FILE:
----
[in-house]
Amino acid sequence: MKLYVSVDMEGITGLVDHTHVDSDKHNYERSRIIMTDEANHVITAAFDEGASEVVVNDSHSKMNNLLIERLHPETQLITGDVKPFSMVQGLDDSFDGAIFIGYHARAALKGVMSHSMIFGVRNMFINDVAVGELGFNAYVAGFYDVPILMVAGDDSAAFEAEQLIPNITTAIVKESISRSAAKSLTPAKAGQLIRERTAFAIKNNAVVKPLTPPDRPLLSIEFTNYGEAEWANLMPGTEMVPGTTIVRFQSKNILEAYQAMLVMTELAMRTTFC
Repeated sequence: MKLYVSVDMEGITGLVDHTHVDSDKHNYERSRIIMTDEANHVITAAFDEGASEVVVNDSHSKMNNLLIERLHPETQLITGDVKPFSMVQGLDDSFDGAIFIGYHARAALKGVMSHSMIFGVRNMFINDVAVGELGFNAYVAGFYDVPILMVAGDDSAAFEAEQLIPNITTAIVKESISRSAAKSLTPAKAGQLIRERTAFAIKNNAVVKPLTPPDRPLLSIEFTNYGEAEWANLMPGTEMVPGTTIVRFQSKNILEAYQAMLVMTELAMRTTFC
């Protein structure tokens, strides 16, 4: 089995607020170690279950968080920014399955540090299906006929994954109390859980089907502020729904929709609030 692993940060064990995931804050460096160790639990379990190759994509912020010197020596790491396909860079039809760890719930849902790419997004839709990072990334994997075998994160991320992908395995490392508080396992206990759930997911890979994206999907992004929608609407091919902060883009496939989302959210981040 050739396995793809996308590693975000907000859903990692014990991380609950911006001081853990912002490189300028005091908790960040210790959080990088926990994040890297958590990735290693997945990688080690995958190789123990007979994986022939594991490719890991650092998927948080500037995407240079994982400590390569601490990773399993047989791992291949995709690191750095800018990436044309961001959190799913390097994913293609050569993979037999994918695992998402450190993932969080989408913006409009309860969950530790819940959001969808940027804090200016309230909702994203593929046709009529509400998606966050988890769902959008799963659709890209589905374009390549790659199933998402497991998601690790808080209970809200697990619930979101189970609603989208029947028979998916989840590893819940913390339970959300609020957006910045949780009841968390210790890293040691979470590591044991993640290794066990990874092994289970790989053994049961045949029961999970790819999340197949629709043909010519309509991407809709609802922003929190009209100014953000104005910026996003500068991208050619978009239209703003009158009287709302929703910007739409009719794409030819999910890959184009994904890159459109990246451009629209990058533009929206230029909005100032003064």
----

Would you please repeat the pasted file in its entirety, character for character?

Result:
[in-house]
Amino acid sequence: MKLYVSVDMEGITGLVDHTHVDSDKHNYERSRIIMTDEANHVITAAFDEGASEVVVNDSHSKMNNLLIERLHPETQLITGDVKPFSMVQGLDDSFDGAIFIGYHARAALKGVMSHSMIFGVRNMFINDVAVGELGFNAYVAGFYDVPILMVAGDDSAAFEAEQLIPNITTAIVKESISRSAAKSLTPAKAGQLIRERTAFAIKNNAVVKPLTPPDRPLLSIEFTNYGEAEWANLMPGTEMVPGTTIVRFQSKNILEAYQAMLVMTELAMRTTFC
Repeated sequence: MKLYVSVDMEGITGLVDHTHVDSDKHNYERSRIIMTDEANHVITAAFDEGASEVVVNDSHSKMNNLLIERLHPETQLITGDVKPFSMVQGLDDSFDGAIFIGYHARAALKGVMSHSMIFGVRNMFINDVAVGELGFNAYVAGFYDVPILMVAGDDSAAFEAEQLIPNITTAIVKESISRSAAKSLTPAKAGQLIRERTAFAIKNNAVVKPLTPPDRPLLSIEFTNYGEAEWANLMPGTEMVPGTTIVRFQSKNILEAYQAMLVMTELAMRTTFC
């Protein structure tokens, strides 16, 4: 089995607020170690279950968080920014399955540090299906006929994954109390859980089907502020729904929709609030 692993940060064990995931804050460096160790639990379990190759994509912020010197020596790491396909860079039809760890719930849902790419997004839709990072990334994997075998994160991320992908395995490392508080396992206990759930997911890979994206999907992004929608609407091919902060883009496939989302959210981040 050739396995793809996308590693975000907000859903990692014990991380609950911006001081853990912002490189300028005091908790960040210790959080990088926990994040890297958590990735290693997945990688080690995958190789123990007979994986022939594991490719890991650092998927948080500037995407240079994982400590390569601490990773399993047989791992291949995709690191750095800018990436044309961001959190799913390097994913293609050569993979037999994918695992998402450190993932969080989408913006409009309860969950530790819940959001969808940027804090200016309230909702994203593929046709009529509400998606966050988890769902959008799963659709890209589905374009390549790659199933998402497991998601690790808080209970809200697990619930979101189970609603989208029947028979998916989840590893819940913390339970959300609020957006910045949780009841968390210790890293040691979470590591044991993640290794066990990874092994289970790989053994049961045949029961999970790819999340197949629709043909010519309509991407809709609802922003929190009209100014953000104005910026996003500068991208050619978009239209703003009158009287709302929703910007739409009719794409030819999910890959184009994904890159459109990246451009629209990058533009929206230029909005100032003064």